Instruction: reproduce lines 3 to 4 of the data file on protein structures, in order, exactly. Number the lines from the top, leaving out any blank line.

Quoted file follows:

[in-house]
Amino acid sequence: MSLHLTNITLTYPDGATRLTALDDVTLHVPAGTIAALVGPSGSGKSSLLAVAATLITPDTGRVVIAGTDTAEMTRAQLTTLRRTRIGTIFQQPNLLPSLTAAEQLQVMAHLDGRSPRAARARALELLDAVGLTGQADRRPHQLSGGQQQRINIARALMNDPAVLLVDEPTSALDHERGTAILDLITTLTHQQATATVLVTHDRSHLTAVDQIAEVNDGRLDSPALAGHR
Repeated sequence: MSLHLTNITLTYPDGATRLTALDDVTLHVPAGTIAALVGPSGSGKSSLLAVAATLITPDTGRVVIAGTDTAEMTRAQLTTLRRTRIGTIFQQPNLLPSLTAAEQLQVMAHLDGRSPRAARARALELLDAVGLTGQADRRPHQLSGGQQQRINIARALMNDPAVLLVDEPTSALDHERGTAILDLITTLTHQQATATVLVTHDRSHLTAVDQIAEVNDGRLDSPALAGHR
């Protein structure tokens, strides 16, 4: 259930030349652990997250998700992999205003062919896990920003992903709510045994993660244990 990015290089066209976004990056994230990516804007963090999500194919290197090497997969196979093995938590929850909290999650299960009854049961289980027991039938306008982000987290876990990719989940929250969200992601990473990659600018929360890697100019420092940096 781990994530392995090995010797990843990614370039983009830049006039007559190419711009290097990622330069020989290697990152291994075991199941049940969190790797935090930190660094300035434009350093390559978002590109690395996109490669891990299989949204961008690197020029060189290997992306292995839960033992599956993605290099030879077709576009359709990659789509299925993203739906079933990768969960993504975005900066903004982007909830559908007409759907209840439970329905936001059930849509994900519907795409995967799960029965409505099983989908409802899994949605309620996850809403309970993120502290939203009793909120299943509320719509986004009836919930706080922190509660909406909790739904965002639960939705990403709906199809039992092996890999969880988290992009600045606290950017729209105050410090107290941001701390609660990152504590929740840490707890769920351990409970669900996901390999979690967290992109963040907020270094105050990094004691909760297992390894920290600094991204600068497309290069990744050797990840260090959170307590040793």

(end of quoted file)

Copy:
Repeated sequence: MSLHLTNITLTYPDGATRLTALDDVTLHVPAGTIAALVGPSGSGKSSLLAVAATLITPDTGRVVIAGTDTAEMTRAQLTTLRRTRIGTIFQQPNLLPSLTAAEQLQVMAHLDGRSPRAARARALELLDAVGLTGQADRRPHQLSGGQQQRINIARALMNDPAVLLVDEPTSALDHERGTAILDLITTLTHQQATATVLVTHDRSHLTAVDQIAEVNDGRLDSPALAGHR
């Protein structure tokens, strides 16, 4: 259930030349652990997250998700992999205003062919896990920003992903709510045994993660244990 990015290089066209976004990056994230990516804007963090999500194919290197090497997969196979093995938590929850909290999650299960009854049961289980027991039938306008982000987290876990990719989940929250969200992601990473990659600018929360890697100019420092940096 781990994530392995090995010797990843990614370039983009830049006039007559190419711009290097990622330069020989290697990152291994075991199941049940969190790797935090930190660094300035434009350093390559978002590109690395996109490669891990299989949204961008690197020029060189290997992306292995839960033992599956993605290099030879077709576009359709990659789509299925993203739906079933990768969960993504975005900066903004982007909830559908007409759907209840439970329905936001059930849509994900519907795409995967799960029965409505099983989908409802899994949605309620996850809403309970993120502290939203009793909120299943509320719509986004009836919930706080922190509660909406909790739904965002639960939705990403709906199809039992092996890999969880988290992009600045606290950017729209105050410090107290941001701390609660990152504590929740840490707890769920351990409970669900996901390999979690967290992109963040907020270094105050990094004691909760297992390894920290600094991204600068497309290069990744050797990840260090959170307590040793």